Research on pathological gambling has suggested that the disorder afflicts American Indians at a greater frequency than the majority population. The present study investigated whether potential pathology and/or contingencies maintaining gambling behavior differed between 29 American Indian undergraduate students and 29 Caucasian students who were matched to the American Indian students in terms of sex, age, and grade point average. The American Indian participants scored lower on all dependent measures of gambling than did the Caucasian students, although several of the differences approached, but did not reach, statistical significance. The present results suggest that the increased rates of pathological gambling that have been observed in the American Indian population are `not the direct product of ethnicity or race.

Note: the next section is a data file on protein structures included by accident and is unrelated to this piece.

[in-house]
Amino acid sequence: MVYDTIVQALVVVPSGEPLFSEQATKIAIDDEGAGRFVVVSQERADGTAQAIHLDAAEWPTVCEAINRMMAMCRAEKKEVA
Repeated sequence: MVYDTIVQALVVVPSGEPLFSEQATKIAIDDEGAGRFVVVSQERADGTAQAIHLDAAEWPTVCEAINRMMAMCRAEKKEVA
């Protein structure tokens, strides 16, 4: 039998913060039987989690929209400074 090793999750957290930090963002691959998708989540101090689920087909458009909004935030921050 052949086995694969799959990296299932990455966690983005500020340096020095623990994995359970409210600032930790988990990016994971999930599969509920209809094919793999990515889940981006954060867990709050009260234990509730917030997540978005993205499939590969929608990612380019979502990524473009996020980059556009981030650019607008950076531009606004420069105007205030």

Weatherly, Jeffrey N. Ph. D.
"The Contingencies Controlling Gambling Behavior: A Preliminary Cultural Analysis in American Indian University Students,"
Analysis of Gambling Behavior: Vol. 5
, Article 5.
Available at: https://repository.stcloudstate.edu/agb/vol5/iss1/5